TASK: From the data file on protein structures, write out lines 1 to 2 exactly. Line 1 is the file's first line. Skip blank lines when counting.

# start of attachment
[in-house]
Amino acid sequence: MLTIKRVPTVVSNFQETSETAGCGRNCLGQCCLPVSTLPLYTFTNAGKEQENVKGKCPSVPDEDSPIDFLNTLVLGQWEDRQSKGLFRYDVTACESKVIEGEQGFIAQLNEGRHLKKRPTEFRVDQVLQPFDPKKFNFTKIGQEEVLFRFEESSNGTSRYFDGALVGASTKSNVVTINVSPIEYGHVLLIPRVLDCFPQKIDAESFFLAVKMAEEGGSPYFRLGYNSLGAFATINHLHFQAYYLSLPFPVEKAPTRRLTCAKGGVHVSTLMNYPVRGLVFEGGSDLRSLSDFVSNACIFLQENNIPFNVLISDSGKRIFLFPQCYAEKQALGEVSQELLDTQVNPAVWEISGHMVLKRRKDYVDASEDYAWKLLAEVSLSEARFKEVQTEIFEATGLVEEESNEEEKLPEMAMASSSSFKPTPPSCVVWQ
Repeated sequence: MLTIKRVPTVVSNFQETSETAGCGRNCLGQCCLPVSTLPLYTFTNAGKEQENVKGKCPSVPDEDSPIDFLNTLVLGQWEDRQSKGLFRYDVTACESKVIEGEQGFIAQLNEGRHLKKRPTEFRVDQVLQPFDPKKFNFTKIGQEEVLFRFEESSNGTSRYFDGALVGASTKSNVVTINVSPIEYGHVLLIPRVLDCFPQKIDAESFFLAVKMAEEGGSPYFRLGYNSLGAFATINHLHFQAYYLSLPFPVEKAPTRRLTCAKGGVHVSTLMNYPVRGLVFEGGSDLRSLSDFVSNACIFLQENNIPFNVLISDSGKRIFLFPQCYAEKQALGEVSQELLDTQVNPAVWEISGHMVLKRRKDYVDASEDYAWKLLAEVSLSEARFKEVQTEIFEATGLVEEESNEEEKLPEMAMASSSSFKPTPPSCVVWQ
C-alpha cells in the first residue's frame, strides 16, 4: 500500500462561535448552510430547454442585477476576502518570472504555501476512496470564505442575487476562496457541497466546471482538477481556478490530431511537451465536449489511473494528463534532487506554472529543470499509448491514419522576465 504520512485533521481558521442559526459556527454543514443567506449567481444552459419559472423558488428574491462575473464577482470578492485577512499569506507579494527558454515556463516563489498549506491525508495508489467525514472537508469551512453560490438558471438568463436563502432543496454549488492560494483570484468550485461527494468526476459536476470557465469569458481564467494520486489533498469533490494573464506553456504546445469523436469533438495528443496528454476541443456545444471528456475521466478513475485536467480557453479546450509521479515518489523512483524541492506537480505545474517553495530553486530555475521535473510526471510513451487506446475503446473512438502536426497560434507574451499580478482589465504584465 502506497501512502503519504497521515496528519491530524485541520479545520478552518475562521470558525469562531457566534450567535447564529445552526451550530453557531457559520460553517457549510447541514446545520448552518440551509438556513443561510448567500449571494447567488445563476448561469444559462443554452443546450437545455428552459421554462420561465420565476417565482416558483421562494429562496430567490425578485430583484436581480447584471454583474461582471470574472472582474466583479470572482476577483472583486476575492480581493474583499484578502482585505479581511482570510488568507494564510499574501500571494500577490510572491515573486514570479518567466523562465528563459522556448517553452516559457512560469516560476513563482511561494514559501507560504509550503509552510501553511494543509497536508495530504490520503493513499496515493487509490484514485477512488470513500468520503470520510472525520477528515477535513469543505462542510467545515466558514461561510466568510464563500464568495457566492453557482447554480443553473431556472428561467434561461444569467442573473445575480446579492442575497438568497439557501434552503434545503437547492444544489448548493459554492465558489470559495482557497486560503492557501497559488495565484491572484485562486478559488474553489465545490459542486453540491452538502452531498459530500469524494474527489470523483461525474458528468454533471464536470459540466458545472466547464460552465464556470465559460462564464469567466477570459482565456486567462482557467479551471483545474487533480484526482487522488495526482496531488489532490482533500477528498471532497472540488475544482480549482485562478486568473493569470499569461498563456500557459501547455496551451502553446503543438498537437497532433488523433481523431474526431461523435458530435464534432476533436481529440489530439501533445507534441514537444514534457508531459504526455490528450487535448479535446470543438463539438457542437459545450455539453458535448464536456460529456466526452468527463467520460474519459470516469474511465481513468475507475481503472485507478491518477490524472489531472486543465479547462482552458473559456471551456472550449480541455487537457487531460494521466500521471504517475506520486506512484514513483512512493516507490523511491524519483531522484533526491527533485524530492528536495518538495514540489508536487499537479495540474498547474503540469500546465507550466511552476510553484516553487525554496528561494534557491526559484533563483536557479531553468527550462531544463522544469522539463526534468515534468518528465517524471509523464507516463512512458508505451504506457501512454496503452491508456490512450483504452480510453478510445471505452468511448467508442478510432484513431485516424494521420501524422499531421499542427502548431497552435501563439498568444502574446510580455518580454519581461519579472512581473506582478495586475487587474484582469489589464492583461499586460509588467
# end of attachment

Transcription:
[in-house]
Amino acid sequence: MLTIKRVPTVVSNFQETSETAGCGRNCLGQCCLPVSTLPLYTFTNAGKEQENVKGKCPSVPDEDSPIDFLNTLVLGQWEDRQSKGLFRYDVTACESKVIEGEQGFIAQLNEGRHLKKRPTEFRVDQVLQPFDPKKFNFTKIGQEEVLFRFEESSNGTSRYFDGALVGASTKSNVVTINVSPIEYGHVLLIPRVLDCFPQKIDAESFFLAVKMAEEGGSPYFRLGYNSLGAFATINHLHFQAYYLSLPFPVEKAPTRRLTCAKGGVHVSTLMNYPVRGLVFEGGSDLRSLSDFVSNACIFLQENNIPFNVLISDSGKRIFLFPQCYAEKQALGEVSQELLDTQVNPAVWEISGHMVLKRRKDYVDASEDYAWKLLAEVSLSEARFKEVQTEIFEATGLVEEESNEEEKLPEMAMASSSSFKPTPPSCVVWQ